‘Rameaus Nevøer’ (Rameau's Nephews), Sofie Berntsen and Karl Holmqvist
Language can be seen as the subject’s lowest common denominator. It is through language that we make ourselves understood and communicate with the world. But what happens when language cannot guarantee a mutual understanding between those who are attempting to communicate with each other?
Liberated from grammar and conventional interpretation, Berntsen and Holmqvist manipulate words and phrases in the same way artists use mediums such as painting, video or sculpture. In their work, language gains a new dimension as a sensual and visual experience, and at the same time it can be read, at least partly, as text. Established conventions about words and their meaning are subordinate to ambiguity and a critical attitude to semiotics.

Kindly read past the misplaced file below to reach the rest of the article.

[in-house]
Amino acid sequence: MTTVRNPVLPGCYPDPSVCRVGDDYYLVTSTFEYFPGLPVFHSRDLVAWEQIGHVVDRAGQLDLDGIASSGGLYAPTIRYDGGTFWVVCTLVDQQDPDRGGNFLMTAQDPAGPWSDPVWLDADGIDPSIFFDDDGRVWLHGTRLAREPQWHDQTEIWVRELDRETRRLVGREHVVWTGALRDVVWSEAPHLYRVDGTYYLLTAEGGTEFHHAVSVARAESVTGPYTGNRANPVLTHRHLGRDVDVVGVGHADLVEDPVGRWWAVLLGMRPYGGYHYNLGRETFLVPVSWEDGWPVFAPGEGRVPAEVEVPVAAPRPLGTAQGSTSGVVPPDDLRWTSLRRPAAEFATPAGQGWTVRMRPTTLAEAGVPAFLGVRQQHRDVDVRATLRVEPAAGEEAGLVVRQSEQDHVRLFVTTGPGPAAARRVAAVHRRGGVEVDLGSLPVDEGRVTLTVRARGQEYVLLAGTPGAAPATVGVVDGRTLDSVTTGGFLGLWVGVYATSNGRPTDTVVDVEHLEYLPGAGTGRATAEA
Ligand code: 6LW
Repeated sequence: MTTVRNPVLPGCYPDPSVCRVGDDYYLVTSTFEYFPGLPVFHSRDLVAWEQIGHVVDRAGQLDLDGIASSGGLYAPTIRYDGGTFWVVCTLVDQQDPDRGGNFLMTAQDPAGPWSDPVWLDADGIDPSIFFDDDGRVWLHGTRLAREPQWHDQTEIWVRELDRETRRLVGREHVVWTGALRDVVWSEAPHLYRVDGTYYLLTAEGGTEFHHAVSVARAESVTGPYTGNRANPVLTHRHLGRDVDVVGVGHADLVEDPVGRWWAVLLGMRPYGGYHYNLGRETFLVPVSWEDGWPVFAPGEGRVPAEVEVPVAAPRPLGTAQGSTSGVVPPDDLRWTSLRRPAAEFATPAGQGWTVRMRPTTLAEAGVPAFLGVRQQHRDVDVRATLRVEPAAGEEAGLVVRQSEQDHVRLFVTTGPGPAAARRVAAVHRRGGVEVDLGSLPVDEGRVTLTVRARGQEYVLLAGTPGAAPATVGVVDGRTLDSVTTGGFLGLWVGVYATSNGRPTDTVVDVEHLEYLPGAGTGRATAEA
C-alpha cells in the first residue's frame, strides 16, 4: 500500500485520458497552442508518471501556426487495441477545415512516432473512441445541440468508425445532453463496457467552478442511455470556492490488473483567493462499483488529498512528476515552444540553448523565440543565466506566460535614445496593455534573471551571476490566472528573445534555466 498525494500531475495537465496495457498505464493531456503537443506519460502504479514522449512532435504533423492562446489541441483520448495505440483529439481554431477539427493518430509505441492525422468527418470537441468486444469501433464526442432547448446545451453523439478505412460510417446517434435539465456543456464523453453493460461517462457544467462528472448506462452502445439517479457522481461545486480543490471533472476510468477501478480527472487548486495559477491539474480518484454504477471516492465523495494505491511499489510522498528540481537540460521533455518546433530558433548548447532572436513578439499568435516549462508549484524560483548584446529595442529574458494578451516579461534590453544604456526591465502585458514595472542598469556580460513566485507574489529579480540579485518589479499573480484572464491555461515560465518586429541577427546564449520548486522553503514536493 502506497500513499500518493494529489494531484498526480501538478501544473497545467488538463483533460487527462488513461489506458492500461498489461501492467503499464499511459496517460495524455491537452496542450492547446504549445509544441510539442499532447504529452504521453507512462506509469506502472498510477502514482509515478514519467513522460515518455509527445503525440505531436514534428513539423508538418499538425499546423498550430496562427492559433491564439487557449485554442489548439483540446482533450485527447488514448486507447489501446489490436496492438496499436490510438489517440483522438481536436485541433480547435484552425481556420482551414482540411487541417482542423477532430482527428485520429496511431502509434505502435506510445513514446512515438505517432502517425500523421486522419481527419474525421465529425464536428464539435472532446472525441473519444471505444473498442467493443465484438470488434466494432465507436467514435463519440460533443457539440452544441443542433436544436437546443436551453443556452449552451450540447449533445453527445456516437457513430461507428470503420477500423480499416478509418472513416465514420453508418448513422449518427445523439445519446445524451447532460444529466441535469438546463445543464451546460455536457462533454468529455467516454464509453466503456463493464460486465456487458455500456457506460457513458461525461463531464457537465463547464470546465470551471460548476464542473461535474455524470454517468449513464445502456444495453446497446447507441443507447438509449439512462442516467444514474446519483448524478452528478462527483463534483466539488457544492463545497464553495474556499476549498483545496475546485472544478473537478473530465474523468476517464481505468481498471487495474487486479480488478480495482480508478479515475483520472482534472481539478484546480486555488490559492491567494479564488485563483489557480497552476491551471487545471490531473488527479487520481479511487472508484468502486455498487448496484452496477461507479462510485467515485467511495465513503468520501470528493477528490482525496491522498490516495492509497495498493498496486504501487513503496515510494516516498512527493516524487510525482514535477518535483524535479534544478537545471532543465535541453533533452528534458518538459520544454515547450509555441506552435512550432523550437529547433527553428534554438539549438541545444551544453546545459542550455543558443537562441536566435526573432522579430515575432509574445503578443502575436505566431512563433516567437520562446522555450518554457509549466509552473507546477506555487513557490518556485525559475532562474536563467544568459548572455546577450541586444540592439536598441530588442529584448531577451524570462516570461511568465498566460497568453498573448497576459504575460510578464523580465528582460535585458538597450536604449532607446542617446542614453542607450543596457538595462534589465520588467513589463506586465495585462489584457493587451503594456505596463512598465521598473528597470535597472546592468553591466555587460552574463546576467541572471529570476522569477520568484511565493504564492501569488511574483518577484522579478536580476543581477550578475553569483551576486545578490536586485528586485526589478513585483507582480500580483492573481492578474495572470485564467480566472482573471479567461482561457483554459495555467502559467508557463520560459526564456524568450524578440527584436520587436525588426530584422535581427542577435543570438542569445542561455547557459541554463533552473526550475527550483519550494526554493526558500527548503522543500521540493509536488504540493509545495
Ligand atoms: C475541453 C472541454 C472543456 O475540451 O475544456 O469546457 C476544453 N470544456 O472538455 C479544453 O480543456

Karl Holmqvist includes a broad spectrum of mediums in his artistic practice, including performance, text, posters, installation and sculpture. Visually his black and white imagery is reminiscent of the Concrete Poetry of the 1950s and 1960s, in which the typographic arrangement of text was as important for the overall experience as phonetic sound effects and the actual meaning of words. By giving words their own lives within a visual creation, they could be liberated from their circumscribed existence as signifiers. However, Holmqvist also takes inspiration from Beat generation artists such as Brion Gysin and William S. Burroughs and the cut-up technique they developed in the late 1950s.
Holmqvist has published several books, but insists that he is not a poet. He is, instead, an artist who writes poetry. In addition to the written word, the spoken performance of the text is a central part of his artistic practice.
Published by Nasjonalmuseet Norway, English / Norwegian, 130 mm x 190 mm, 116 pages, softcover, ISBN 978-82-8154-095-8